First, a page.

On my street lives Aaron Siu whom I met four years ago.
When running into each other recently, we talked again about school that was always on Aaron’s mind.
“This time it’s for real”, he announced with a straight face.
“Must be a new year resolution”. I remembered his plan a year ago to upgrade math.
“More like Chinese new year resolution. Isn’t that next week, February 19?”. Aaron eyes sparkled.
I thought, wow, that’s swell.
“Architecture, George Brown College. Computer drafting first, and then getting my math in order”, Aaron added, cheeks glowing in the icy dusk.
I first saw Aaron when he was a new hire at a supermarket on my street. That afternoon, a jar of relish tumbled from its shelf, spewing green froth and glass shards everywhere.
When the loudspeaker bellowed, “Spill, aisle 5”, a boy in uniform appeared with paper towel, broom, mop, bucket. Within minutes, the aisle was restored to its pre-spill order.
Wow, I thought. Fast worker.
Half an hour later, the boy and I were both walking toward the subway. “Are you new? I have never seen you before”, I ventured.
“Yeah, it was my second day”. With that remark came a broad smile that had already forgotten aisle 5.
I remembered Aaron well the next time I saw him.
When asked about work, he was direct. “Good. It’s okay being a cleaner, stock-clerk, and pest control assistant”.
I thought, wow, multi-tasker, even though “pest control” made me a bit queasy.
Since then, we would run into each other often, especially after Aaron’s move to my street where his landlady had a store, and rented out apartments and rooms on other floors of her house.
Earlier that year, when public housing down-sized his parents to a two-person unit for no longer having dependent minors, Aaron took the opportunity to live on his own.
“I’m twenty, but my brother and sister are thirteen, fourteen years older. Joe and Linda were already working and married when I was like, ten”, Aaron remembered having grown up almost as a latch-key, only child.
“Mom had me when she was forty-six. She and dad have always worked in Chinatown. They don’t speak much English. I used to get mad at them for calling me ‘Alan’ or ‘Awon’ because they couldn’t say
my name”. Aaron revealed unspoken cultural gaps within the family.
“My parents didn’t know I had low marks. I also had zero purpose after high school. I asked Joe how to be an auto-glass technician like him, but he said I should try something better. How could I tell him I had 50% in math and a C minus average?”. He felt deep inertia even with sincere advice.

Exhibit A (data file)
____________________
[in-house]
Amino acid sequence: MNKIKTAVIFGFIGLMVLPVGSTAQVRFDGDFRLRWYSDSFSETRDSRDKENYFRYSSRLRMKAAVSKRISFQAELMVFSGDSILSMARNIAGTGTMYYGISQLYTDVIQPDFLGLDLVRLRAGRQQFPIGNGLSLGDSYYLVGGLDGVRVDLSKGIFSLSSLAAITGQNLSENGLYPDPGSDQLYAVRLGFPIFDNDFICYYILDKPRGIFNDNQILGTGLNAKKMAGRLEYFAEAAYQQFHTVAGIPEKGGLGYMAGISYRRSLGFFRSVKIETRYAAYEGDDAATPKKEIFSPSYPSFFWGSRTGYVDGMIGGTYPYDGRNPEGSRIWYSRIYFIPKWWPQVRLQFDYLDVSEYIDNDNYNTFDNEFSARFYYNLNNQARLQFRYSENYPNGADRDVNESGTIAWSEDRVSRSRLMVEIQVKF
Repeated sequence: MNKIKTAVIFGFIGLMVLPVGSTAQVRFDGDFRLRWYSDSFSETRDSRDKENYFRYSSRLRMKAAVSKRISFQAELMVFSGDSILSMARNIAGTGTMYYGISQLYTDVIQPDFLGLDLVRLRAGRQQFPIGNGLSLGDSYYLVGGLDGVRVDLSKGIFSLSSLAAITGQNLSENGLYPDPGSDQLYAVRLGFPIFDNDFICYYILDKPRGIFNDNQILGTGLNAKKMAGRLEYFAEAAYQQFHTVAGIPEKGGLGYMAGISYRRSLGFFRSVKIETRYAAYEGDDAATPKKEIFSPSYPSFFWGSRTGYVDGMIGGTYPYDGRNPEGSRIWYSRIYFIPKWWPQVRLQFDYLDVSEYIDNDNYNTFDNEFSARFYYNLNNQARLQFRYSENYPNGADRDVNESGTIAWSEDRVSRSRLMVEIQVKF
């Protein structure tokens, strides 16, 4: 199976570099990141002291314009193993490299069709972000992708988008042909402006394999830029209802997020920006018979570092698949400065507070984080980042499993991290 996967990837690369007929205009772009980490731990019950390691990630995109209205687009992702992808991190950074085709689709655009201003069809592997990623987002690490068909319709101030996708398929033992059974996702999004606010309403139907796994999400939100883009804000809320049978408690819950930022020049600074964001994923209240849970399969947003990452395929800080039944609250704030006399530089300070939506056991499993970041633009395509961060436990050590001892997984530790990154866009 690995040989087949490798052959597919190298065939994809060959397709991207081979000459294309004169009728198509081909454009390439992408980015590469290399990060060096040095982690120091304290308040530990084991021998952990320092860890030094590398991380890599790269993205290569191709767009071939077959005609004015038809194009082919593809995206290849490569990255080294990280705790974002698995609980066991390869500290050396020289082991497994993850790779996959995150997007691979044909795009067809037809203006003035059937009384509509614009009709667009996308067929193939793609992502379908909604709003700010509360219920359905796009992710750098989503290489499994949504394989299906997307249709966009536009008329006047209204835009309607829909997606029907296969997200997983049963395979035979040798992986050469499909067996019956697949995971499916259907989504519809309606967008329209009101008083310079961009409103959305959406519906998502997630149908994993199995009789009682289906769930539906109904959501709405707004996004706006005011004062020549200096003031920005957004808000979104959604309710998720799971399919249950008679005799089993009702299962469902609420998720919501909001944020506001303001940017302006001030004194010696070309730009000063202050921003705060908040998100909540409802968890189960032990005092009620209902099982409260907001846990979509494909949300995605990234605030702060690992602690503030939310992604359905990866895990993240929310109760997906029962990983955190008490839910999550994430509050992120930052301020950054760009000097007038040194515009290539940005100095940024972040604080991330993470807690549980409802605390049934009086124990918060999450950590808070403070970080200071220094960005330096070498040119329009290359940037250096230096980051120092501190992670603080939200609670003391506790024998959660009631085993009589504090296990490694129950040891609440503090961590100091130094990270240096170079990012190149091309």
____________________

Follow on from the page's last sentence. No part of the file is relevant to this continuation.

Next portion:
“I stared at an iPad all day at Balzac’s Café…. you know, at the reference library. Then I went home and watched my parents get older every day. Whenever they asked me about college, I would make excuses -- after Christmas, after getting a job…”. He harbored enormous guilt for disappointing his family.
“So, I finally applied for a job at the supermarket. With 30 hours a week at $12 an hour, I could rent a basement room close to work”. Aaron summed up how we ended up as neighbours on the same street.
Finally, after talking about school for four years, Aaron seems ready for a diploma program in architecture that needs several years of school, beginning with upgrading his math.
He has also shared new personal information with me.
“I’ve been seeing counselors at George Brown. They tell me nothing is guaranteed, but I should apply anyway”. He appreciated the gentle push.
His aptitude scores also show above average visual and spatial skills, as well as an excellent attention to detail.
Things may be looking up for Aaron in 2015, the Chinese Year of the Ram. While saving for tuition and writing pre-admission math tests, Aaron learned recently that the top-floor in his house would become available. He has since persuaded the landlady to let him have it for no extra rent if he would shovel the snow.
When celebrating Chinese New Year on February 19, Aaron most certainly embraced tradition by devoting his entire day to family, including the nieces and nephews who looked up to him.
Beginning with a new apartment, Aaron’s life will now have a view – in more ways than one.
Mina Wong is a teacher of adult education and social sciences, Mina enjoys celebrating the lives and achievements of learners using their own stories.